Non autobiographical notes and facts BBC about the BBC

Without asking anyone I have compiled the following about total Costing from e-mails received. This is so that a record of this sorry state in the history of the BBC is saved for the future.

This is from Roger Bunce, others follow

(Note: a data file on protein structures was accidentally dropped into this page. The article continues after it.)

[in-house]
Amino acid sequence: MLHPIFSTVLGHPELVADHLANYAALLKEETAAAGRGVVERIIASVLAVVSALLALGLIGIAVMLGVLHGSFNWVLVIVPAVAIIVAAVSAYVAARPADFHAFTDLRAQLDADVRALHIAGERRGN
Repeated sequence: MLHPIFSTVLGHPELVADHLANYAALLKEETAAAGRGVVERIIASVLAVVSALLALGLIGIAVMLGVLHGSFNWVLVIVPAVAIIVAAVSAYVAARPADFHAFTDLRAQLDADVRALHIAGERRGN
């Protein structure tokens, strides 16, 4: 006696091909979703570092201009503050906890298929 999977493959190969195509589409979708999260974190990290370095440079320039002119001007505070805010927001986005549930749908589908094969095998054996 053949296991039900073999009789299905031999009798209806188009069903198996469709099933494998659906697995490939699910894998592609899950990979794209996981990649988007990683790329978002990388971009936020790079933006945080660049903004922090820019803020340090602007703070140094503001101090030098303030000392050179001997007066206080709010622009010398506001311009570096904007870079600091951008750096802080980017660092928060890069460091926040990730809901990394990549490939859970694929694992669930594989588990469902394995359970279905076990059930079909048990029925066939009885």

"I never objected to carrying obscure units at Henry Wood House - provided they were doing something useful. It was the top-heavy bloody Management I objected to carrying. When the Producer Choice paperwork first appeared, I knew we were doomed when I read the sentence, Corporate Governance will be exempted. While every other part of the Beeb was forced to recover their costs from someone else, the central Management were going to give themselves a free ride! There would be no constraints to stop their numbers, and salaries, expanding exponentially - which they did - carried on the backs of the rest of us. But you've started me thinking about BBC costing policies. One of the great myths about Producer Choice is that, before it was introduced, BBC programmes never knew their true costs. Yet, I remember at least two earlier accounting systems, both of which claimed to identify the true costs of programmes." In the good old days, as Bernie has said, no one worried about internal costs. If the BBC already owned it, you could use it. Johnny Ball recalls that, when he was lacking in inspiration, he'd wander round the scene docks and see what was around. Finding, say, a Victorian chemist's shop, he'd write a sketch set in a Victorian chemist's shop, knowing that the scenery would cost him nothing, and the costumes that went with it were available in the wardrobe store. Once a BBC programme had paid for something, it was the BBC's property, and other BBC programmes could use it at minimal cost. There was no point in paying for the same thing twice. Money going out of the BBC mattered. Money circulating internally didn't. But by the mid-Seventies, a new accounting system had come it. (Did it have a name?) It allocated costs for internal services, which were supposed to equal the cost of the same service on the outside market. It was claimed that the new system could account for everything, down to the last paper clip, and would abolish the distinction between internal and external costing. I only really became involved with it during an attachment to Jackanory in 1976. The budget for each programme was itemised in fine detail. It was broken down into sub-budgets for each of the various services: Wardrobe, Make-Up, Design, etc., both internal and external. (There wasn't actually a column for paper clips!) And it was completely inflexible. The Jackanory budget included a sum for Scenic Projection. But we never used Scenic Projection. When my Designer asked if he could take some money from the Scenic Projection budget to spend on extra scenery, it seemed a sensible idea. But I was told that moving money from one column to another was utterly verboten! Children's programmes prided themselves on never overspending. So, when I was getting close to the limit in one column, I thought I'd better report it. The Producer, seeing that it was only an internal spend, laughed and said, "That's just Mickey Mouse money. You don't have so worry about that." The accountants may have believed that their system had equalised internal and external money, but no one else believed that. Then about 1979 yet another accounting system came in, called "Total Internal Costing". It was announced with a great fanfare, and caused industrial action. Michael Bett was the BBC's Director of Personnel at the time. He seemed to be the prime mover. He was also good at causing industrial action. I was sent on a seminar at about the time it was being introduced, and had to sit through lectures about how wonderful it was going to be. I think I stayed awake. Once again, it was claimed that the new system would account for everything, down to the last paper clip, and would abolish the distinction between internal and external spends. I remember quoting the "Mickey Mouse Money" line to some bureaucrats who were there. They assured me no Producer could ever take that attitude. I doubt that they'd ever met a Producer. In the good old days, it had been the overall cost to the BBC that mattered. The new systems only cared about individual production budgets, and often failed to spot the whole cost to the license payer. E.g. talking to two Producers in the tea bar. They were miserable because their budgets had been cut. Last year they had made a series of twelve programmes. This year they could only afford to make ten. Clearly, this would show as a saving on their individual production budget, but for the BBC as a whole, unless they were planning to show blank screens, someone would have to pay for two extra programmes! And, obviously, once a series is up and running, it would be cheaper to make two more episodes than to mount entirely new programmes from scratch. Another story, for which Bernie may have chapter and verse. The weather charts, in Pres. A, were sheets of steel, to which magnetic symbols could be attached. They had been made on the cheap. For the largest chart, the Atlantic chart, they couldn't afford a large enough single sheet, so two smaller sheets had been joined together, with an ugly weld down the middle. It used to irritate the Weather Men. Then 'The Two Ronnies' (I think) did a spoof Weather Forecast sketch. Having a larger budget for a two minute sketch than Pres had for N years of Weather Forecasts, they made their chart properly: a single sheet, no weld. Enquiries were made as to whether Pres. A could use it once the Two Ronnies had finished with it. In the old days this could have been done with the flash of a project number. But now, despite being an obviously sensible thing to do, and no one having any objections, the costing system made it impossible! Then came Producer Choice, which claimed to do the same things as the previous two systems, but also pretended to be the first one ever to do so. And, it was so successful that, at the end of its first year, millions of pounds had gone missing, and the system couldn't account for them! When Producer Choice was finally abandoned, there was a long article in Ariel, explaining all the reasons why it didn't work. I wrote back, pointing out that all these reasons had been self-evident since the outset, and asking why anyone had ever thought it was a good idea. In reality, of course, Producer Choice was scrapped for a completely different reason. If Producers had still been allowed to Choose where they made their programmes, none of them would have Chosen to go to Salford! Roger Bunce